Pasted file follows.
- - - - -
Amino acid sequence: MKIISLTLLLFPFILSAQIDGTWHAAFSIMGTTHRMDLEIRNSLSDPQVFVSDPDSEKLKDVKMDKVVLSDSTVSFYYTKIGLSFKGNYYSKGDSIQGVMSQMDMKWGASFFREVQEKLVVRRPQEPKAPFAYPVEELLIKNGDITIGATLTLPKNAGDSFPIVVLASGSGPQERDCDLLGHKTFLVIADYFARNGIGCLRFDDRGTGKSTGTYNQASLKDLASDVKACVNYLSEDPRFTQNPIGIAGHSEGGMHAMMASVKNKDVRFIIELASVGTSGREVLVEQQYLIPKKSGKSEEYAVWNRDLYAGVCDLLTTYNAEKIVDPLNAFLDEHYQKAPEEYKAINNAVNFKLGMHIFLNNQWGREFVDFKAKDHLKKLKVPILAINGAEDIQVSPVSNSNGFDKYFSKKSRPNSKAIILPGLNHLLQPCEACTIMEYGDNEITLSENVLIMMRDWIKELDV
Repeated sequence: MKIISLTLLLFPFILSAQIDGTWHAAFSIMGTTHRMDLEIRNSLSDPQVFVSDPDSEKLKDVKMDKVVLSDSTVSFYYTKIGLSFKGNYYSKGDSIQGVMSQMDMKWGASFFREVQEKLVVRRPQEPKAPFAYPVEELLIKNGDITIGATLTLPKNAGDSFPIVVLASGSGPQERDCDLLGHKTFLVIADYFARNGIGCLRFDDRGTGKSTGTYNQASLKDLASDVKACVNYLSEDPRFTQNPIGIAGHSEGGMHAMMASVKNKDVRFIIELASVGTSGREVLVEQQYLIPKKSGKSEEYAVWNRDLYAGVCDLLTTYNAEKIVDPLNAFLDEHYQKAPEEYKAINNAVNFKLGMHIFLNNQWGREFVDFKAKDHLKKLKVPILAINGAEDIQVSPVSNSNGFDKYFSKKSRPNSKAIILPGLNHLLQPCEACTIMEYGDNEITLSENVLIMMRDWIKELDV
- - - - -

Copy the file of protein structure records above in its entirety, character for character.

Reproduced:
Amino acid sequence: MKIISLTLLLFPFILSAQIDGTWHAAFSIMGTTHRMDLEIRNSLSDPQVFVSDPDSEKLKDVKMDKVVLSDSTVSFYYTKIGLSFKGNYYSKGDSIQGVMSQMDMKWGASFFREVQEKLVVRRPQEPKAPFAYPVEELLIKNGDITIGATLTLPKNAGDSFPIVVLASGSGPQERDCDLLGHKTFLVIADYFARNGIGCLRFDDRGTGKSTGTYNQASLKDLASDVKACVNYLSEDPRFTQNPIGIAGHSEGGMHAMMASVKNKDVRFIIELASVGTSGREVLVEQQYLIPKKSGKSEEYAVWNRDLYAGVCDLLTTYNAEKIVDPLNAFLDEHYQKAPEEYKAINNAVNFKLGMHIFLNNQWGREFVDFKAKDHLKKLKVPILAINGAEDIQVSPVSNSNGFDKYFSKKSRPNSKAIILPGLNHLLQPCEACTIMEYGDNEITLSENVLIMMRDWIKELDV
Repeated sequence: MKIISLTLLLFPFILSAQIDGTWHAAFSIMGTTHRMDLEIRNSLSDPQVFVSDPDSEKLKDVKMDKVVLSDSTVSFYYTKIGLSFKGNYYSKGDSIQGVMSQMDMKWGASFFREVQEKLVVRRPQEPKAPFAYPVEELLIKNGDITIGATLTLPKNAGDSFPIVVLASGSGPQERDCDLLGHKTFLVIADYFARNGIGCLRFDDRGTGKSTGTYNQASLKDLASDVKACVNYLSEDPRFTQNPIGIAGHSEGGMHAMMASVKNKDVRFIIELASVGTSGREVLVEQQYLIPKKSGKSEEYAVWNRDLYAGVCDLLTTYNAEKIVDPLNAFLDEHYQKAPEEYKAINNAVNFKLGMHIFLNNQWGREFVDFKAKDHLKKLKVPILAINGAEDIQVSPVSNSNGFDKYFSKKSRPNSKAIILPGLNHLLQPCEACTIMEYGDNEITLSENVLIMMRDWIKELDV